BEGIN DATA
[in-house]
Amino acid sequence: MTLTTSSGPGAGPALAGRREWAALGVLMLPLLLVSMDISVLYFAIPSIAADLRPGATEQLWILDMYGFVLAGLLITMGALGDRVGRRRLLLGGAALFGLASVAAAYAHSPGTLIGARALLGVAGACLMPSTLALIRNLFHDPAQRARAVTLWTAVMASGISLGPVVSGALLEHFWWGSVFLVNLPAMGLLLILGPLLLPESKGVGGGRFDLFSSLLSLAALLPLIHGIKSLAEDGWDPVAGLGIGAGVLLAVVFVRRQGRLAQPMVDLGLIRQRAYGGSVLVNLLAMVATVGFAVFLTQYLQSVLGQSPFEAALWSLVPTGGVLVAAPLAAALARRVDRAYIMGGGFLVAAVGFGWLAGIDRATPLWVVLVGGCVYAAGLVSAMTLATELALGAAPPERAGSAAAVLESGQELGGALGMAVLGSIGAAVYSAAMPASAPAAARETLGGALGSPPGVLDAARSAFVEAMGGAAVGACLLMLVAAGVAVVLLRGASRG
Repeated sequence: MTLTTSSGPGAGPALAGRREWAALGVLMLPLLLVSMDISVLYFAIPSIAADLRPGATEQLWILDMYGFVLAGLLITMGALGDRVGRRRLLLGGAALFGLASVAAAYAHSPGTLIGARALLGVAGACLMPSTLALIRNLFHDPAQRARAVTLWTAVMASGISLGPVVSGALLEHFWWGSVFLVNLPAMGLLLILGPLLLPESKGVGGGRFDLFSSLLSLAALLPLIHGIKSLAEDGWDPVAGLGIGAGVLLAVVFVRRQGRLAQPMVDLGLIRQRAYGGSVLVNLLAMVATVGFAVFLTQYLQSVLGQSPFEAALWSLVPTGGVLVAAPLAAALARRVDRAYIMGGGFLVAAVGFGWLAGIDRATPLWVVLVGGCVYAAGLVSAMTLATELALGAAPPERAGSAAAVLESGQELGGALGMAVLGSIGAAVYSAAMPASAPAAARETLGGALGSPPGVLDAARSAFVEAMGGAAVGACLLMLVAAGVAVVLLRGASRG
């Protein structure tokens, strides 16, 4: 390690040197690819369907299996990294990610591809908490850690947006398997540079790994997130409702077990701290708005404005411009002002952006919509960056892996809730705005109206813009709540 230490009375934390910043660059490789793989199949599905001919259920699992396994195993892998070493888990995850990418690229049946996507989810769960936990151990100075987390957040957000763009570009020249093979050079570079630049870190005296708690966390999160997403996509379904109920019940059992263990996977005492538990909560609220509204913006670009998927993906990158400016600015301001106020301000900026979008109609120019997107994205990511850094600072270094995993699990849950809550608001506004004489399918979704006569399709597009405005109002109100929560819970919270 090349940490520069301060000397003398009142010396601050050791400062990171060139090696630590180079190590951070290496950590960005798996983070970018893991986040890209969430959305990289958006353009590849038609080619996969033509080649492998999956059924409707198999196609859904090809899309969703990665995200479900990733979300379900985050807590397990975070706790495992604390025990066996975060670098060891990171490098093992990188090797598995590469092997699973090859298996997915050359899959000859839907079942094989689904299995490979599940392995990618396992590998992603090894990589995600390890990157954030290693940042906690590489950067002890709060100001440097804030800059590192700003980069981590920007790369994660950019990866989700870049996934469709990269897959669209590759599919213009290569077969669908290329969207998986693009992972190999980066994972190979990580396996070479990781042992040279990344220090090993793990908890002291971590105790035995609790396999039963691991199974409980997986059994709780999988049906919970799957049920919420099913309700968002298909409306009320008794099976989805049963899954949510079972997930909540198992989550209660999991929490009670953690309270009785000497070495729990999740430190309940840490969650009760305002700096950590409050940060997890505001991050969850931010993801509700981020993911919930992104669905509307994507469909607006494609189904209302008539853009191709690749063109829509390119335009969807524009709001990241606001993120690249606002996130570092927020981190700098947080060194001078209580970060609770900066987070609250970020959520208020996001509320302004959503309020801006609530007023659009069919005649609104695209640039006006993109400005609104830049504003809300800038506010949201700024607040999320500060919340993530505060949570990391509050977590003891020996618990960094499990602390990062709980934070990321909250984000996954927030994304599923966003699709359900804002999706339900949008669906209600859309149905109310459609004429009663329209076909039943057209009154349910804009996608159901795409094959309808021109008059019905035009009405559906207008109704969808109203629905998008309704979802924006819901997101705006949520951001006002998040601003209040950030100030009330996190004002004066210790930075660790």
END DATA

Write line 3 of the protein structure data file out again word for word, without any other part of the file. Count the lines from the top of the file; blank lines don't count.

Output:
Repeated sequence: MTLTTSSGPGAGPALAGRREWAALGVLMLPLLLVSMDISVLYFAIPSIAADLRPGATEQLWILDMYGFVLAGLLITMGALGDRVGRRRLLLGGAALFGLASVAAAYAHSPGTLIGARALLGVAGACLMPSTLALIRNLFHDPAQRARAVTLWTAVMASGISLGPVVSGALLEHFWWGSVFLVNLPAMGLLLILGPLLLPESKGVGGGRFDLFSSLLSLAALLPLIHGIKSLAEDGWDPVAGLGIGAGVLLAVVFVRRQGRLAQPMVDLGLIRQRAYGGSVLVNLLAMVATVGFAVFLTQYLQSVLGQSPFEAALWSLVPTGGVLVAAPLAAALARRVDRAYIMGGGFLVAAVGFGWLAGIDRATPLWVVLVGGCVYAAGLVSAMTLATELALGAAPPERAGSAAAVLESGQELGGALGMAVLGSIGAAVYSAAMPASAPAAARETLGGALGSPPGVLDAARSAFVEAMGGAAVGACLLMLVAAGVAVVLLRGASRG